A new report says many of the world’s 450-million waged agricultural workers suffer some of the highest incidences of poverty and hunger. The report accuses governments, development agencies, agricultural banks and others of ignoring what it calls the desperate situation of farm workers.
Peter Hurst is the author of the report, which was done for the UN Food and Agriculture Organization and the International Labor Organization. When he wrote the report, Mr. Hurst was employed by the International Union of Food, Agricultural, Hotel, Restaurant, Catering, Tobacco and Allied Workers Associations. From Geneva, he spoke to English to Africa reporter Joe De Capua.
He says, “Agriculture’s traditionally been a sector where low wages, poor working conditions, poor health and safety conditions, general under-regulation have been common problems. And this is especially true for the wage part of the workforce…you’ll find a lot of them are called daily workers, casual workers, often hired on a day-to-day basis. Many others are on what you might call a short-term contracted. They’ll be nothing written. I mean this is purely on a verbal agreement and they’re often paid less than one dollar a day for very heavy work. And you’re talking long hours of work. Eight hours, ten hours and more often in strenuous conditions, heat and cold.”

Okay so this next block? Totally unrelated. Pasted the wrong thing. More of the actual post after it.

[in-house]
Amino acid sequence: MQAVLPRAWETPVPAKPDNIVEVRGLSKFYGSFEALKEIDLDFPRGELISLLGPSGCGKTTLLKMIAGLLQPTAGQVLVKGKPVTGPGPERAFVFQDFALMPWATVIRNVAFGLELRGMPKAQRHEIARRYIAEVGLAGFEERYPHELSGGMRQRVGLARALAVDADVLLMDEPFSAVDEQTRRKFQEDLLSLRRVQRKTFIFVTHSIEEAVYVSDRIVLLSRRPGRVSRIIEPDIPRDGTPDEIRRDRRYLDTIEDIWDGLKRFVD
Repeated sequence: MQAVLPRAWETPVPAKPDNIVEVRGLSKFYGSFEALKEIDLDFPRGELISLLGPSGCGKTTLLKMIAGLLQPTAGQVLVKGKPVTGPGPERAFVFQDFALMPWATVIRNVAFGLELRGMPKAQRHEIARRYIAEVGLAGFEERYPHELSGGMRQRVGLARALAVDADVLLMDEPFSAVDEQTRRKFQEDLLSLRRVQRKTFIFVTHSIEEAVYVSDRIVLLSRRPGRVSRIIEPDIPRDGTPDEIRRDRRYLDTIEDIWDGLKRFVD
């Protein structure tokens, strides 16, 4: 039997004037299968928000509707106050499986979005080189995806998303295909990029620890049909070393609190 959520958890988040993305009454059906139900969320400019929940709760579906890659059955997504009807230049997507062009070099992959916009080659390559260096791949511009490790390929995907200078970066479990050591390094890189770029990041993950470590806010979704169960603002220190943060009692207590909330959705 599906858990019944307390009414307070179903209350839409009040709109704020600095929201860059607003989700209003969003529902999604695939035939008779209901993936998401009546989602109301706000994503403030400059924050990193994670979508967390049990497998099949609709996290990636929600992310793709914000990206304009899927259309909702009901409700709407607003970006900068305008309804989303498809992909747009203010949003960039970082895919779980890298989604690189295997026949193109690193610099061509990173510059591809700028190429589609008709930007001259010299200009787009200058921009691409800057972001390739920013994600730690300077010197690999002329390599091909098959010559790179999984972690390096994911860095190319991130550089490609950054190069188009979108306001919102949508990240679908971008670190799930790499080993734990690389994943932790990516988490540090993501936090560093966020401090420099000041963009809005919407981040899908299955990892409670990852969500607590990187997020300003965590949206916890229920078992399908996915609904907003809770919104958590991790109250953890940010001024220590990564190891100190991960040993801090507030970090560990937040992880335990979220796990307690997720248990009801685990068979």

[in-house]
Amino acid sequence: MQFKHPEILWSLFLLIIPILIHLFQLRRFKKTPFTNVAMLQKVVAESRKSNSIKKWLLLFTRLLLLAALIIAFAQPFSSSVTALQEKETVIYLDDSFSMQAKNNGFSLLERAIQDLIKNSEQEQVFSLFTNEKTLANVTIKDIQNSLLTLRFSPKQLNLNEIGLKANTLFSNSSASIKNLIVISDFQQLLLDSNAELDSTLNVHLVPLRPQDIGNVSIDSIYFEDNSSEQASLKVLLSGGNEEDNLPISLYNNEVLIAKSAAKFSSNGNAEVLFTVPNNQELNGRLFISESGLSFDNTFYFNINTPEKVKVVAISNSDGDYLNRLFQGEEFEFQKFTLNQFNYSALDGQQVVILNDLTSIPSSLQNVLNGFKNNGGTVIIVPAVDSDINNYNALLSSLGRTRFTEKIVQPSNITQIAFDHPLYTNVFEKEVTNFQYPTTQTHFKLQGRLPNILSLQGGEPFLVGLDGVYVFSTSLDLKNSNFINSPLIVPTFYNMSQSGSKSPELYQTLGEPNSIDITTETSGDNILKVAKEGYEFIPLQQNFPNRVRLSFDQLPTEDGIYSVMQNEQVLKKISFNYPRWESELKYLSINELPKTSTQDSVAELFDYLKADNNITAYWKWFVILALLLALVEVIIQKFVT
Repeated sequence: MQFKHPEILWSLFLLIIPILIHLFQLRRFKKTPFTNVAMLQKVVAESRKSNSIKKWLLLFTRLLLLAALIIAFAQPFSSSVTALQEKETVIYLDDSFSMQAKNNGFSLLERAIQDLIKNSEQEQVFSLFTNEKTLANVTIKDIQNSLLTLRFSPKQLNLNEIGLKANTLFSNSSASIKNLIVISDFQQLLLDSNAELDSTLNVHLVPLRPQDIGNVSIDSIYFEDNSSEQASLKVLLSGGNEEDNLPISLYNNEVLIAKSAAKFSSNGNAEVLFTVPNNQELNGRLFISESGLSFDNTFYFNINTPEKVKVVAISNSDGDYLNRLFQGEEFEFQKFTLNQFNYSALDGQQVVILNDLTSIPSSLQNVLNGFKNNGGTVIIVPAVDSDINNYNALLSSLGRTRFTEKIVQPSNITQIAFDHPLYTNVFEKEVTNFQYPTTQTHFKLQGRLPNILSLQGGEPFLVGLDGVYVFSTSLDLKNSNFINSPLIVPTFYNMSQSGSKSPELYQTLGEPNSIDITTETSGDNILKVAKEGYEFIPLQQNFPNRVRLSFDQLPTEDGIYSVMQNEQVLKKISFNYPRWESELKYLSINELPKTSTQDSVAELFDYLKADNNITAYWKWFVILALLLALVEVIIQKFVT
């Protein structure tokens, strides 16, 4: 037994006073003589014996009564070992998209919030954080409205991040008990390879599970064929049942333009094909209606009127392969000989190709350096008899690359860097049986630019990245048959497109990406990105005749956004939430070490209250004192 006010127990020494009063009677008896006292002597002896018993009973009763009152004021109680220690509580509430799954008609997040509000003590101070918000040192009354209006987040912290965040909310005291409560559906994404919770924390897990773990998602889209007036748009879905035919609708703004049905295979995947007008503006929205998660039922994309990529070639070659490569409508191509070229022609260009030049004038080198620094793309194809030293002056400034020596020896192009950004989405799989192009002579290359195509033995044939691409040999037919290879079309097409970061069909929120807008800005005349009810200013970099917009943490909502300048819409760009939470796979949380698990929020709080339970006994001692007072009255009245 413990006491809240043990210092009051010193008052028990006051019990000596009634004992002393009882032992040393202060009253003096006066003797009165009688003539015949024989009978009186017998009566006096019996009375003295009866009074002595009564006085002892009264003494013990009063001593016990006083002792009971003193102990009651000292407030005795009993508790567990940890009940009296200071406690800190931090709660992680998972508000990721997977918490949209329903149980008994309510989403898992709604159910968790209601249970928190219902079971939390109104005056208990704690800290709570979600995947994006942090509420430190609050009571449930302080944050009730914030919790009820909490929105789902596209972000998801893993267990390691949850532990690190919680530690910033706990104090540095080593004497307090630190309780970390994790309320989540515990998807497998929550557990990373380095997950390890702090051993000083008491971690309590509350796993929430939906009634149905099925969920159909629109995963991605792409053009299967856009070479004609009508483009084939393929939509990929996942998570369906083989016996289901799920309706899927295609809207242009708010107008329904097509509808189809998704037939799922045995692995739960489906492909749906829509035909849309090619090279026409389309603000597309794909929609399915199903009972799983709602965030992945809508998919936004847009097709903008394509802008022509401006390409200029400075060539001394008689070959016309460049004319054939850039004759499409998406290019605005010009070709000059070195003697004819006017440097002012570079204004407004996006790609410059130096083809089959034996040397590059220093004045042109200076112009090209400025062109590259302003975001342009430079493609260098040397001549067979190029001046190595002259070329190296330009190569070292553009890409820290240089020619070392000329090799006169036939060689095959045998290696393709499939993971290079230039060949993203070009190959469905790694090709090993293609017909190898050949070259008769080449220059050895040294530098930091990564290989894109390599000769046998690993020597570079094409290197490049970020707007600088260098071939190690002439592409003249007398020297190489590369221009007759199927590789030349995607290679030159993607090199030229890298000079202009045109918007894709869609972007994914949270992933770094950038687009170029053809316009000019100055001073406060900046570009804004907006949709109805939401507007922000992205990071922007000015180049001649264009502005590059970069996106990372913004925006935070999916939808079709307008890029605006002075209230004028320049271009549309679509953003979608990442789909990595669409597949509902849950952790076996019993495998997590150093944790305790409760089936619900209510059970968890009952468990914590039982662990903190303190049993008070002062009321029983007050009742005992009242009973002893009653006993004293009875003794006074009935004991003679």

The report says the wage agricultural work force is becoming increasingly female. Mr. Hurst says, “You’re getting less and less permanent contracts. What you are finding is more and more casual labor. That’s often female casual labor that’s recruited. So, you’re tending to find when you look at things like flower industries in certain parts of Africa the work force often consists of women 18 and over. And there’s also trends whereby women are wanting to get back into work after having had family.”
The report says HIV/AIDS is “devastating the agricultural labor force in many parts of the world. The disease has killed seven million agricultural workers since 1985 in the 25 hardest-hit countries in Africa, and the most affected African countries could lose up to 25 percent of their agricultural labor force in less than two decades.”